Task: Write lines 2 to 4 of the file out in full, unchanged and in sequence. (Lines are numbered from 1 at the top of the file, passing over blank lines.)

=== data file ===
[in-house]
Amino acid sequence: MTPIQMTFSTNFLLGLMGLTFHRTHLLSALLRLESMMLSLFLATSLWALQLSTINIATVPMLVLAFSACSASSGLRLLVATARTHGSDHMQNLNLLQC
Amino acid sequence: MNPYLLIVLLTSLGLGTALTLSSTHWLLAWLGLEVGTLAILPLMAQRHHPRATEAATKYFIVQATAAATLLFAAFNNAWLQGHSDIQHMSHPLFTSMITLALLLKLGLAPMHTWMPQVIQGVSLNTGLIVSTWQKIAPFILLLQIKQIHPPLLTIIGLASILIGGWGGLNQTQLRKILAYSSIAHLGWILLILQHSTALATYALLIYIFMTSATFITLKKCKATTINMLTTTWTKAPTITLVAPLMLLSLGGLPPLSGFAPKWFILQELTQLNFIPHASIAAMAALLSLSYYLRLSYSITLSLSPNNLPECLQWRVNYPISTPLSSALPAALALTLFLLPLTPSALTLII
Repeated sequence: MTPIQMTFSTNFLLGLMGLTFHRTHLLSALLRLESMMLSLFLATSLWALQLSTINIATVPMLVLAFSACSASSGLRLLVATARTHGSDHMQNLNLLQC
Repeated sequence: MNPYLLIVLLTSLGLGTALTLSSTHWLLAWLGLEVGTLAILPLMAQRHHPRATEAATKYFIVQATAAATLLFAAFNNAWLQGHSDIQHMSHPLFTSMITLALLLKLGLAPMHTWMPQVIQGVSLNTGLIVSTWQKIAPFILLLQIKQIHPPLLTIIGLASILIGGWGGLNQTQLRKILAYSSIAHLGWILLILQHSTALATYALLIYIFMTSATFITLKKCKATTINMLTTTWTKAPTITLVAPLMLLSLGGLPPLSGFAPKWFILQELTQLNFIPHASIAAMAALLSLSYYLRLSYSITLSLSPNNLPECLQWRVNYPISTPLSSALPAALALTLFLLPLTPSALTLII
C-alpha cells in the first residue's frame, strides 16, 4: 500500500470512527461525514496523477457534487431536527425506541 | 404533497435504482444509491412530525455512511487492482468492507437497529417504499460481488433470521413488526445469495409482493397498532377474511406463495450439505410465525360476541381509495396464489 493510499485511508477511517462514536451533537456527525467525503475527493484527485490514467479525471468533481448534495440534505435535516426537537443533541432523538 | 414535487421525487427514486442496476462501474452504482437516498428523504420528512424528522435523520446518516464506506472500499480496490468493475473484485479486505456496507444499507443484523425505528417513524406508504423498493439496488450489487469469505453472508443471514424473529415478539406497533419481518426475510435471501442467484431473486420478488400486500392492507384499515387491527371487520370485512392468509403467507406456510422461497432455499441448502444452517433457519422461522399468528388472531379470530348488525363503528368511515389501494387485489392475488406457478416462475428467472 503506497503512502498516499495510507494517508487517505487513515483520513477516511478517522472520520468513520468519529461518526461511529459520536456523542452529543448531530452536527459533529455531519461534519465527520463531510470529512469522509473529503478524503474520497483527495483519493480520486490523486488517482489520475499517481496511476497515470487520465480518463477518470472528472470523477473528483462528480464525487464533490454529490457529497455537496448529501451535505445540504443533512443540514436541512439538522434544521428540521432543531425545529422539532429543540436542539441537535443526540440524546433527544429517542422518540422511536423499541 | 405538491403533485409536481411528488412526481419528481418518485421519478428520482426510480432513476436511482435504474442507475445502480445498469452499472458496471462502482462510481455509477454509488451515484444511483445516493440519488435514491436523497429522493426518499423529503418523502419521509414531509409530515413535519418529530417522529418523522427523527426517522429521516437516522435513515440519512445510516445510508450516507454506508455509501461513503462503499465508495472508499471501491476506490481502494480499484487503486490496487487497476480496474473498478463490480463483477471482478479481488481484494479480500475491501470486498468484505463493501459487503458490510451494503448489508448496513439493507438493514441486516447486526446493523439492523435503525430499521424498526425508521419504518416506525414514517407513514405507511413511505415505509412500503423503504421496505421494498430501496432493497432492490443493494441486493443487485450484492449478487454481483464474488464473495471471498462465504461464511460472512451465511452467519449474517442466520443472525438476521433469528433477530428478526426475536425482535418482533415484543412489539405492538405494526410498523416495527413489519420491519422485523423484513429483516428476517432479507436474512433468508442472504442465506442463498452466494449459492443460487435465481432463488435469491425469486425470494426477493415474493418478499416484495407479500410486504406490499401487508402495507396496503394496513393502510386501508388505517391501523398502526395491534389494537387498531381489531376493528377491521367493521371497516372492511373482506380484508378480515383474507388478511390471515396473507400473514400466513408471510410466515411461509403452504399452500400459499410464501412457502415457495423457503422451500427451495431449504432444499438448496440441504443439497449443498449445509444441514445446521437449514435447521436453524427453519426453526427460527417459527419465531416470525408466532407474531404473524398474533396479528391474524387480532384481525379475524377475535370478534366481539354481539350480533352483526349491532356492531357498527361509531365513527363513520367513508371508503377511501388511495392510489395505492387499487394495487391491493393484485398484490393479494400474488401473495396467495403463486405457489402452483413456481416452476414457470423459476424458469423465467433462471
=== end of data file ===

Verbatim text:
Amino acid sequence: MTPIQMTFSTNFLLGLMGLTFHRTHLLSALLRLESMMLSLFLATSLWALQLSTINIATVPMLVLAFSACSASSGLRLLVATARTHGSDHMQNLNLLQC
Amino acid sequence: MNPYLLIVLLTSLGLGTALTLSSTHWLLAWLGLEVGTLAILPLMAQRHHPRATEAATKYFIVQATAAATLLFAAFNNAWLQGHSDIQHMSHPLFTSMITLALLLKLGLAPMHTWMPQVIQGVSLNTGLIVSTWQKIAPFILLLQIKQIHPPLLTIIGLASILIGGWGGLNQTQLRKILAYSSIAHLGWILLILQHSTALATYALLIYIFMTSATFITLKKCKATTINMLTTTWTKAPTITLVAPLMLLSLGGLPPLSGFAPKWFILQELTQLNFIPHASIAAMAALLSLSYYLRLSYSITLSLSPNNLPECLQWRVNYPISTPLSSALPAALALTLFLLPLTPSALTLII
Repeated sequence: MTPIQMTFSTNFLLGLMGLTFHRTHLLSALLRLESMMLSLFLATSLWALQLSTINIATVPMLVLAFSACSASSGLRLLVATARTHGSDHMQNLNLLQC